The Other McCain

"One should either write ruthlessly what one believes to be the truth, or else shut up." — Arthur Koestler

Cousins for Cain?

Posted on | December 29, 2010 | 5 Comments

Who is that muscular giant with tattooed arms shaking hands with Herman Cain?

That’s my cousin Brian Buchanan, who lives near Atlanta and — last time I talked to him — was working as a nightclub bouncer. He sent me that photo by Facebook and told me that he took our cousin Pepper Ellis-Hagebak to hear Herman speak on the square in LaGrange, Ga., in May. (I’d imagine Pepper’s head exploded. She’s kind of a liberal.) If Herman ever needs personal security, I’m sure Brian would be available.

Meanwhile, a friend e-mailed to call my attention to Herman Cain’s October 2008 column defending Bush’s Wall Street bailout (i.e., TARP) in which he criticized TARP opponents as “free market purists” — a category that would include Michelle Malkin and, uh, me.

My friend says that’s a “deal-breaker” for her. I’m sure a lot of Tea Party activists will likely say, to borrow a phrase from Ricky Ricardo, that Herman’s got some ‘splainin’ to do. But if having supported the TARP bailout is a “deal-breaker,” which candidate in the 2012 field is acceptable?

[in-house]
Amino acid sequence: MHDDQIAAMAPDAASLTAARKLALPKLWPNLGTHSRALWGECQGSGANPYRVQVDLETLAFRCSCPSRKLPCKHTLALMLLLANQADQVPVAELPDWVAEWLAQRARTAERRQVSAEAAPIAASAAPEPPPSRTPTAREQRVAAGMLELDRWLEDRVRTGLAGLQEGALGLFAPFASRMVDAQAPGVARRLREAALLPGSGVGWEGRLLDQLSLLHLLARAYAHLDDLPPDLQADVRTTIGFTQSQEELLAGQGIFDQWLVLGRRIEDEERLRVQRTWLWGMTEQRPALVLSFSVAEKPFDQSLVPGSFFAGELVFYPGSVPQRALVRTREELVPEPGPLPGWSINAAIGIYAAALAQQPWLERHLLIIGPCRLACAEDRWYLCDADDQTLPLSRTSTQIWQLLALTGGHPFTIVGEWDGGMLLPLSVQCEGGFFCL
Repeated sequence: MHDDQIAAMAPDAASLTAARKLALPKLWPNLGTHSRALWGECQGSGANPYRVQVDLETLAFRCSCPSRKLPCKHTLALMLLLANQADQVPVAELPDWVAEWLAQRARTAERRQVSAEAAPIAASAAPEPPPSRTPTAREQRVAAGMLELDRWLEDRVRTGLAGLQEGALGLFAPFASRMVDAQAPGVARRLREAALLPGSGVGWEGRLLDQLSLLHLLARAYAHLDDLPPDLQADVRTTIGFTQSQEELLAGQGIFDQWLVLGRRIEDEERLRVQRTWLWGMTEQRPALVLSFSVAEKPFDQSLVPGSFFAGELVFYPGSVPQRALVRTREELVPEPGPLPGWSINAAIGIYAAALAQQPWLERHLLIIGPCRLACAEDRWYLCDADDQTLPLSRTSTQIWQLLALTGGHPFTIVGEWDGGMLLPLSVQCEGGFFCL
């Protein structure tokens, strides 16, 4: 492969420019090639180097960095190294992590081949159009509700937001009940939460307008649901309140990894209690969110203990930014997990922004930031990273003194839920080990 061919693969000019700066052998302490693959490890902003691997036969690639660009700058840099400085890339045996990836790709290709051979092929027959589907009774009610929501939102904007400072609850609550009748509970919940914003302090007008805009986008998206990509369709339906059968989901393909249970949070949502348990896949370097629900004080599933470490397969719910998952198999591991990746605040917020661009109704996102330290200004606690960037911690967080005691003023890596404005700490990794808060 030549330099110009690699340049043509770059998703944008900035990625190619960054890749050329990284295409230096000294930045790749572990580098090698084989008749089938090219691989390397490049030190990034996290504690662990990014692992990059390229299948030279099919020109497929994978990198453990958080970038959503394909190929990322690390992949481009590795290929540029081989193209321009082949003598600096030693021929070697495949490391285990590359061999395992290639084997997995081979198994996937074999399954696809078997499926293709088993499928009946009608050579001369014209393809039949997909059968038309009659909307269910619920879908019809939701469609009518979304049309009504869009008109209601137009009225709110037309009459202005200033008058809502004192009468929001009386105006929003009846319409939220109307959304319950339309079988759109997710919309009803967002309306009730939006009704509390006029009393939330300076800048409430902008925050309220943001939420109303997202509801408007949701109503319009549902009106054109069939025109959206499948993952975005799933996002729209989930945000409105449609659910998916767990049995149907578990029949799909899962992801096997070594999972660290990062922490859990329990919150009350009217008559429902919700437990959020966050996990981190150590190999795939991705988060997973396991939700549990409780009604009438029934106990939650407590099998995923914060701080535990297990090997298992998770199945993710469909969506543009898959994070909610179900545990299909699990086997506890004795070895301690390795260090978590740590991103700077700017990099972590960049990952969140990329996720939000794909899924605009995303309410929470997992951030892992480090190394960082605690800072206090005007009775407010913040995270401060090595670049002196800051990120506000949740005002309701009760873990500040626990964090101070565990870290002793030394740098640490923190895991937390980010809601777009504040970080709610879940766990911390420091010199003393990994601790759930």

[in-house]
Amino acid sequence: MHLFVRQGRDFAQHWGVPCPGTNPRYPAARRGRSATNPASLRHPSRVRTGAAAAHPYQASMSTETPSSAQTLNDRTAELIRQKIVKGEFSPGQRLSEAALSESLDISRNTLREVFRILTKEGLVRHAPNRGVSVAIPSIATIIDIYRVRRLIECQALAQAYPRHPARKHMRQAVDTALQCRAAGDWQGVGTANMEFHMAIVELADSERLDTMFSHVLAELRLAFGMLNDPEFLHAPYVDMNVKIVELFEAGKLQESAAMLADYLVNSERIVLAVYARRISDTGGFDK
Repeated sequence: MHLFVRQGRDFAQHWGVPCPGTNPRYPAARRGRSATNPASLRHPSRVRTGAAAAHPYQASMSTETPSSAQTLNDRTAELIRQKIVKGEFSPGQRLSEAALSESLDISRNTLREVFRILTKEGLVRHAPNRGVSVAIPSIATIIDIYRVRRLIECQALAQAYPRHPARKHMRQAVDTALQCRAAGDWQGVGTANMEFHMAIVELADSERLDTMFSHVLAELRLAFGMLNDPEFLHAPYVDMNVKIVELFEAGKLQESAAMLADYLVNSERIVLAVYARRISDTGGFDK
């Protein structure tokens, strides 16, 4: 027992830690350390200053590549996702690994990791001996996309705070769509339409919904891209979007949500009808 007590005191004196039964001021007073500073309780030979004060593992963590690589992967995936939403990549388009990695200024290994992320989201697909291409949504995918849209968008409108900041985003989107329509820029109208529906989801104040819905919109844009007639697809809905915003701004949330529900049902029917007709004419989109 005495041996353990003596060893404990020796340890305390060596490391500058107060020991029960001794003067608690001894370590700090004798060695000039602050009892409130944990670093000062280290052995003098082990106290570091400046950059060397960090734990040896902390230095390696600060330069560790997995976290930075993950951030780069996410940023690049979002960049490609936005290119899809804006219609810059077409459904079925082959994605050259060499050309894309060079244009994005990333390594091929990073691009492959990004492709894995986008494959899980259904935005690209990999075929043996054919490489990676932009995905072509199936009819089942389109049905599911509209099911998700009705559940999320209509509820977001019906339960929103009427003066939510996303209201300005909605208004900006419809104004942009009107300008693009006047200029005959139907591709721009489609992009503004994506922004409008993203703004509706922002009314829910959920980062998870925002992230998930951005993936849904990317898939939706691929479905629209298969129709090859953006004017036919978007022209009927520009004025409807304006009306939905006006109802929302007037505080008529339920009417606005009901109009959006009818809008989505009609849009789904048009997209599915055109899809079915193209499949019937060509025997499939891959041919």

Elections are about choices and, with as many as a dozen candidates in the 2012 GOP primary contest, you’ve got to think in terms of what happens if your first-choice candidate is eliminated before Super Tuesday — and what happens if one of your least-favorite choices emerges as a front-runner.

We’re still more than a year away from the Iowa caucuses. How many conservatives might shift toward Herman Cain if he is one of three or four candidates still in the game after Iowa? Suppose, after Iowa, the four remaining candidates were Mitt Romney, Sarah Palin, Newt Gingrich and Herman Cain: Which would you choose? Of those four candidates, which is the least acceptable to you?

In the 2008 campaign, the one candidate I was not going to vote for, under any circumstance, was John McCain. The problem was that, after the Fred Thompson candidacy fizzled, Mike Huckabee and Mitt Romney effectively split the “Anybody But McCain” vote in the early primaries.

Suppose you’re in “Anybody But [Fill-In-The-Blank]” mode for 2012. So long as Jeb Bush stays out of it — please, God, no more Bushes! — I’d fill in that blank with Huckabee’s name. You may fill in that blank however you wish, but keep in mind that your favorite candidate may not be the final alternative to your “Anybody But” candidate.

So be careful what you choose as your “deal-breaker” issues. Mitt Romney was and is far from ideal, but in 2008, all that mattered to me was that he wasn’t John McCain.

Duane Lester offers “10 Reasons Herman Cain Will Win the GOP Nomination in 2012.”


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